Jameela Jamil made another Instagram post about Kim Kardashian-West last Wednesday, a common target of her body positivity activism, and the reception was somewhat mixed. Her post, addressing an image of Kardashian-West in an impossibly tiny-waisted corset, lead to an overwhelmingly positive comment section. However, Jamil also faced a degree of negative response: “shouldn’t we be discouraging women from deliberately tearing down other women for their bodies?” wrote one commenter, “why do you have to crucify other women to make your point?” wrote another.
This sentiment, which attaches a degree of hypocrisy to the body positivity movement, is a common one, as noted by Jamil herself in a follow-up statement. Jamil acknowledged that “you aren’t a feminist if you criticise other women”, is one of the most common critiques she receives. There is some apparent logic to this statement; after all, how can a movement designed to uplift women to feel good about themselves also act as a shaming force towards other women? However, this viewpoint fundamentally undermines the truly detrimental effects of eating disorder culture. It also underestimates the impact the influencers maintaining these expectations can have on women.
In our capitalist, brand-driven culture, it is important to recognise that two versions of Kim Kardashian-West exist. There is the “harmed and deluded” individual, to whom Jamil extends her sympathy, and acknowledges the “decades of body image issues and obsession” to which she has fallen victim. Juxtaposing this, there exists ‘Kim Kardashian’ the brand, whose livelihood revolves around perpetrating the very ideals by which she has been damaged.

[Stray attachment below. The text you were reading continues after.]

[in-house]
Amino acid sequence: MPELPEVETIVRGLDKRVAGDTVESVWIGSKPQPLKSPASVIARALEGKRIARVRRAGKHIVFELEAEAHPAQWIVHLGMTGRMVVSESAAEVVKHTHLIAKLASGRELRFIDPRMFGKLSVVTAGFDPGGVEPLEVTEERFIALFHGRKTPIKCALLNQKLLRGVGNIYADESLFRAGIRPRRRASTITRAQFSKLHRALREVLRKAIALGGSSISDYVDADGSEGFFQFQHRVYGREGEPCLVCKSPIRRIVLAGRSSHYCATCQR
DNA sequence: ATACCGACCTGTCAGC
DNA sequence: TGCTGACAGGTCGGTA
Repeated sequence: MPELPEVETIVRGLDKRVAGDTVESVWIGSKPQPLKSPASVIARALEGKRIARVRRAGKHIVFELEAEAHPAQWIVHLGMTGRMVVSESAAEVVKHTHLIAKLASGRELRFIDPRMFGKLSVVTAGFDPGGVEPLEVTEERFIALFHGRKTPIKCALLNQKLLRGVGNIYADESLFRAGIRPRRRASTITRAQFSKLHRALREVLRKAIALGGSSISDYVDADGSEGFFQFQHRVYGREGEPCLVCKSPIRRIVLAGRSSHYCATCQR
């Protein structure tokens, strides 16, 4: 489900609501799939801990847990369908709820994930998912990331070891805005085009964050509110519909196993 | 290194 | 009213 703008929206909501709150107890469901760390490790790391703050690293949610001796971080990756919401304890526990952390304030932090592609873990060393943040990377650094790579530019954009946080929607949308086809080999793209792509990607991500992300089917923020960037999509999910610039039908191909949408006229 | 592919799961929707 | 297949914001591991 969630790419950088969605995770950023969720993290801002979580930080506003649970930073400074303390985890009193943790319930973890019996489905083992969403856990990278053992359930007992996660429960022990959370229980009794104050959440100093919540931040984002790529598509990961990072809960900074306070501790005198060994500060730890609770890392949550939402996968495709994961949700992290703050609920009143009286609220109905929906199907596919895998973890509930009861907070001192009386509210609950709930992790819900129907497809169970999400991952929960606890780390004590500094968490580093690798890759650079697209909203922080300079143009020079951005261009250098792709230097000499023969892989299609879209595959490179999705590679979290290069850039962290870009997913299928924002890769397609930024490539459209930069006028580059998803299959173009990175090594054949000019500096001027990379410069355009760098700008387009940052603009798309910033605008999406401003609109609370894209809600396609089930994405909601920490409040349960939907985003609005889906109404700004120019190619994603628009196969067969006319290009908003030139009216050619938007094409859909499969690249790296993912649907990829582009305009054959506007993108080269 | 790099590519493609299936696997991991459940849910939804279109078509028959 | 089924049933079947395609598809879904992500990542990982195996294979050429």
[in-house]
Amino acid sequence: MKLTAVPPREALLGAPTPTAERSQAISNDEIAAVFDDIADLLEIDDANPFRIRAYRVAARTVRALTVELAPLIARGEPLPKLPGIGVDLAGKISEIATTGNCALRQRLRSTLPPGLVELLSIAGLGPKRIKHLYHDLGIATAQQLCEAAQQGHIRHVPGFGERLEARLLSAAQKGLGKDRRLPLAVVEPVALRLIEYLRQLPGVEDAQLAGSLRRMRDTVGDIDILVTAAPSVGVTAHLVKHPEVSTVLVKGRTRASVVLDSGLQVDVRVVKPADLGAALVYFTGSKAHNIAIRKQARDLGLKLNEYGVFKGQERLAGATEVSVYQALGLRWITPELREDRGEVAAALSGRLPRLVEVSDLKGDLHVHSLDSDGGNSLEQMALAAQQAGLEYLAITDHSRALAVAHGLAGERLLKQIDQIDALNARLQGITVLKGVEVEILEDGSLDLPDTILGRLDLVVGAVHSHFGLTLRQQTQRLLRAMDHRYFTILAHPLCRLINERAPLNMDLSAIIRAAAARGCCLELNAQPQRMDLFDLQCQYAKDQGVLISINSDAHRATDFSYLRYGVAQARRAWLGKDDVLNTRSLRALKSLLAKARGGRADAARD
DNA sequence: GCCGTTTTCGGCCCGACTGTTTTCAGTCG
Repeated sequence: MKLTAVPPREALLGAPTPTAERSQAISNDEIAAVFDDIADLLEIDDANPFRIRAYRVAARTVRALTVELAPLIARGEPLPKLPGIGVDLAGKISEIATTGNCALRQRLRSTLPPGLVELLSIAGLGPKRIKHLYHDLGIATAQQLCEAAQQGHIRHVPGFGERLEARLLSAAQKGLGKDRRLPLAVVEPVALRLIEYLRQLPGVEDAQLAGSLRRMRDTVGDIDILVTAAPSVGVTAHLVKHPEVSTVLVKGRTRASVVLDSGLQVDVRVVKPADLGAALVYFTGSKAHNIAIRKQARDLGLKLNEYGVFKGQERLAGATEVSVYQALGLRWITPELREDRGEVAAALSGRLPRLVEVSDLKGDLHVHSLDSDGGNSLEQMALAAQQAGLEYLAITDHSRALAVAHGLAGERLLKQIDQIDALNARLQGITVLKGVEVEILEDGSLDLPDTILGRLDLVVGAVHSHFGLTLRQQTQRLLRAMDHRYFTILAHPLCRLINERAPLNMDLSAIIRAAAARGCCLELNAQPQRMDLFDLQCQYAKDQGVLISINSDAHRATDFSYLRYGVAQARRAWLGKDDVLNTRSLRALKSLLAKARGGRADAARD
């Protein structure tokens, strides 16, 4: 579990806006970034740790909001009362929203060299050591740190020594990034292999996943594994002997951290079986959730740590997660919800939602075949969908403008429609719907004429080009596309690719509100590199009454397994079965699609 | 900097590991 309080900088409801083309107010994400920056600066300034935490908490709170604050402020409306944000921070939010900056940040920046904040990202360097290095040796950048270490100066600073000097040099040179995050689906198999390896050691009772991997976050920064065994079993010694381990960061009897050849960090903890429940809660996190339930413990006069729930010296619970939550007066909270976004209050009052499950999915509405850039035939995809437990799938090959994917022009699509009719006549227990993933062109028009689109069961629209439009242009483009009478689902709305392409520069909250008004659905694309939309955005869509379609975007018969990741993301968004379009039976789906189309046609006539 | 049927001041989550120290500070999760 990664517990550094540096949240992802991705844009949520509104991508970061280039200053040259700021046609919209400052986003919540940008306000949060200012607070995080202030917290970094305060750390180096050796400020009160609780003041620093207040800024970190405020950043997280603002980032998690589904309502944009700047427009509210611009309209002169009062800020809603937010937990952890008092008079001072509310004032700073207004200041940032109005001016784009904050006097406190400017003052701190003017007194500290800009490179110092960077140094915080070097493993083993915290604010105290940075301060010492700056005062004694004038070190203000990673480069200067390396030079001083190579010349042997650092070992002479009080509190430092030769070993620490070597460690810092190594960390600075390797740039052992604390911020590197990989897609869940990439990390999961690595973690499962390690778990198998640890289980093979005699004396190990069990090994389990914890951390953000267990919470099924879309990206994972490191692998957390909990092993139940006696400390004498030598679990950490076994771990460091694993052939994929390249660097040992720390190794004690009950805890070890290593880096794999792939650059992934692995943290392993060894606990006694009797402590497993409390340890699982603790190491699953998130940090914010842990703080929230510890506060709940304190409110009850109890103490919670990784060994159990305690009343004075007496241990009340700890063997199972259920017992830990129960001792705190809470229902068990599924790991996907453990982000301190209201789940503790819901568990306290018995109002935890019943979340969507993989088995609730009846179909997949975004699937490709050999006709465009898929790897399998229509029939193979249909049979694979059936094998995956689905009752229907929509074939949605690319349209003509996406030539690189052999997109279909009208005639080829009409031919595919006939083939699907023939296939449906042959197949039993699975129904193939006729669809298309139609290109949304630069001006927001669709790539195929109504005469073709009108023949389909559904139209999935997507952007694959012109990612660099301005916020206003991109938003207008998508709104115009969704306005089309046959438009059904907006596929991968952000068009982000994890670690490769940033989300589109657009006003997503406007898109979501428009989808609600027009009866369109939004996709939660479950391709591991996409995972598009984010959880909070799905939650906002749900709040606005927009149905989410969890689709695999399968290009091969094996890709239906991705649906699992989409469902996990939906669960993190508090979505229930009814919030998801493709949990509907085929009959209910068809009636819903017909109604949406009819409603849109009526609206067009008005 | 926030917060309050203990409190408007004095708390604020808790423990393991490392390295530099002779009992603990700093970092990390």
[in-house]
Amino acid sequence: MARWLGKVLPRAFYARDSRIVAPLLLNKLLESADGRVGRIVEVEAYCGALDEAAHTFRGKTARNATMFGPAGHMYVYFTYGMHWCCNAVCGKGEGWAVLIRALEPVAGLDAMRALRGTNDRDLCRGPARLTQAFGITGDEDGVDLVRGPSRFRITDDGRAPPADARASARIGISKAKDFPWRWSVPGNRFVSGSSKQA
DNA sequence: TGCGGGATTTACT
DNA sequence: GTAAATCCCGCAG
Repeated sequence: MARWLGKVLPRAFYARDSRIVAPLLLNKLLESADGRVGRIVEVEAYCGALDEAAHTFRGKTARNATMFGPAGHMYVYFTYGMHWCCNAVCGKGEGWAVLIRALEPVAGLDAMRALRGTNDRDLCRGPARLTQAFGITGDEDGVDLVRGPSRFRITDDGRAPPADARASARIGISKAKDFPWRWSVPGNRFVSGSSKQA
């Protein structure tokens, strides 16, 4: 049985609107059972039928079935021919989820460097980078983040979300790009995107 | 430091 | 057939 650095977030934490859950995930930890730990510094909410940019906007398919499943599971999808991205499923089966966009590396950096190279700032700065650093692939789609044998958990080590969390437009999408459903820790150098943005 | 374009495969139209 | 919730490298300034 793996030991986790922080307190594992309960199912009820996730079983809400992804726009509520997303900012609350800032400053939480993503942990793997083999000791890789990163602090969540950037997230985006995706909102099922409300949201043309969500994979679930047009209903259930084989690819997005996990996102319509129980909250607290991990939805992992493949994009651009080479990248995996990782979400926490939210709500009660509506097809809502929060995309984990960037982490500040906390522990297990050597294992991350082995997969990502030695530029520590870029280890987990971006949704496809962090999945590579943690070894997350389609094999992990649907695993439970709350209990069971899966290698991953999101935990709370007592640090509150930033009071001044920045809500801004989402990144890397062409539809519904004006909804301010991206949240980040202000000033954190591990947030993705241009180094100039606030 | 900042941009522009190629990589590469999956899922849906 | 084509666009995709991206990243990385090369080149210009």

It is entirely possible to sympathise, as Jamil does, with Kardashian-West as a victim of the cultural forces at play in body image. Nonetheless, it is also important to acknowledge that her actions do not exist in a vacuum. Her cultural status means her unhealthy views of body image are not merely internal but are instead broadcast to a primarily young and female audience of 177 million. Kim Kardashian as a brand exploits the illusory nature of the parasocial relationships enabled by social media to sell everything, from shapewear to appetite suppressant lollipops, one selfie at a time. It is therefore important that this version of Kim Kardashian is held to account for helping to spread such a potentially damaging societal ideal, even while we empathise with the individual.
Eating disorders are the deadliest mental illness, with the highest mortality rate of any psychiatric condition. One study suggests that three in four American women experience symptoms of disordered eating in their lifetime. As such, culture, and the cultural icons that maintain it, must be held to account for the body insecurities they promote and perpetuate.
Jameela Jamil utilising her platform to deconstruct the destructive, and at times deadly tropes at play in the attitudes towards body image presented on social media, does not demonstrate an unhealthy culture of body shaming. Nor is this utilisation hypocritical. The same cannot be said, however, for the constant advertisement of diet-supplements, appetite suppressants, and indeed unbelievably tiny corsets, peddled by Kardashian and the hundreds of other influencers like her. These individuals have become both victims to, and perpetrators of, the societal expectations surrounding the policing of women’s bodies. Jamil is therefore correct to highlight that by building their personal brands around the harmful narrative of diet culture, such influencers continue to promote an unhealthy body shaming narrative.
Image: Concordia via Flickr.